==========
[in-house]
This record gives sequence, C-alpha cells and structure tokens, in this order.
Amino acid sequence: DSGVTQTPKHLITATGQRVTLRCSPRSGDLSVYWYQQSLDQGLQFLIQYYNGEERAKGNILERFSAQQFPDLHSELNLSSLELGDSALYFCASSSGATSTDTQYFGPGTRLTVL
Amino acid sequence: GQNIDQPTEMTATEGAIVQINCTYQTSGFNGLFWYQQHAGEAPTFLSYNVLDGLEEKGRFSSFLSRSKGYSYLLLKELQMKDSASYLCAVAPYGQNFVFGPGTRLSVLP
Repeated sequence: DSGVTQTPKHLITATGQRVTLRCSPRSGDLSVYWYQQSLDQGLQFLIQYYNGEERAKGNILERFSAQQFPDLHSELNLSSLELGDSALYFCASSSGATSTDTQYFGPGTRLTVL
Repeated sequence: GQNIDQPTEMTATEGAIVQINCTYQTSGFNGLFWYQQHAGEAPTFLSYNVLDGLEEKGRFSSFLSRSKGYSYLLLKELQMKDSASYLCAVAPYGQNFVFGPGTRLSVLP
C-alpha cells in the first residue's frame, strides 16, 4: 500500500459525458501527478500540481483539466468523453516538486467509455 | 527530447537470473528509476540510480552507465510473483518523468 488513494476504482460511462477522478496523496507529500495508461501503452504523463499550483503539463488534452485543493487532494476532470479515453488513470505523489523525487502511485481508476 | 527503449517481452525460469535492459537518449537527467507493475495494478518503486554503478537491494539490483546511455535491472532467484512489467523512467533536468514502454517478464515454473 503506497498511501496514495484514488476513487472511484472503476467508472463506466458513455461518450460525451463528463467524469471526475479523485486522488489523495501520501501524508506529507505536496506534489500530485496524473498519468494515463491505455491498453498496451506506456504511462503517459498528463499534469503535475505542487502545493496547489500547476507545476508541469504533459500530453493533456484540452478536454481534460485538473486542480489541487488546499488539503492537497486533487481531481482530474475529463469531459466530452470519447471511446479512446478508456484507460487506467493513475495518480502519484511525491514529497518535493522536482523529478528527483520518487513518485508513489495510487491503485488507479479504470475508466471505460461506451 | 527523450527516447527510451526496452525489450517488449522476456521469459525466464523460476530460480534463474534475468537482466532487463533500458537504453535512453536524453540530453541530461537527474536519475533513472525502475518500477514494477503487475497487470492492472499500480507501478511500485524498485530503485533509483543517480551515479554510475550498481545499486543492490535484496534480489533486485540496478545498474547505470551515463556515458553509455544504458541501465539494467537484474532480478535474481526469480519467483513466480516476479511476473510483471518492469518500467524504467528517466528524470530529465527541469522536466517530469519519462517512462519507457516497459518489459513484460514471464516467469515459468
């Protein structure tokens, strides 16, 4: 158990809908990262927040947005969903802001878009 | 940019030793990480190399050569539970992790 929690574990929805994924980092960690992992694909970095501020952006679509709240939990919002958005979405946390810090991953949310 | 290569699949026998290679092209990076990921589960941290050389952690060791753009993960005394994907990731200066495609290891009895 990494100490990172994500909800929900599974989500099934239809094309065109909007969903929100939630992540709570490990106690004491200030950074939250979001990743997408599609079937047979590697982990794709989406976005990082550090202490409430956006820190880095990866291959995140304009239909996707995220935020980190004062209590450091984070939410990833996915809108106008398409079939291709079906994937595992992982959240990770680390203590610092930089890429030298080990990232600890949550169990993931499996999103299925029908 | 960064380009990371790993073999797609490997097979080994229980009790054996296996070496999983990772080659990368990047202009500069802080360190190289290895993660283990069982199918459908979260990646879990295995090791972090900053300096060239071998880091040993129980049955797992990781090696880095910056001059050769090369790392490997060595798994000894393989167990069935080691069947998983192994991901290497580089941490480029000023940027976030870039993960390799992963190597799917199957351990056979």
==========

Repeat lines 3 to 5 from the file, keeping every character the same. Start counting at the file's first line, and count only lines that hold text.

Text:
Amino acid sequence: DSGVTQTPKHLITATGQRVTLRCSPRSGDLSVYWYQQSLDQGLQFLIQYYNGEERAKGNILERFSAQQFPDLHSELNLSSLELGDSALYFCASSSGATSTDTQYFGPGTRLTVL
Amino acid sequence: GQNIDQPTEMTATEGAIVQINCTYQTSGFNGLFWYQQHAGEAPTFLSYNVLDGLEEKGRFSSFLSRSKGYSYLLLKELQMKDSASYLCAVAPYGQNFVFGPGTRLSVLP
Repeated sequence: DSGVTQTPKHLITATGQRVTLRCSPRSGDLSVYWYQQSLDQGLQFLIQYYNGEERAKGNILERFSAQQFPDLHSELNLSSLELGDSALYFCASSSGATSTDTQYFGPGTRLTVL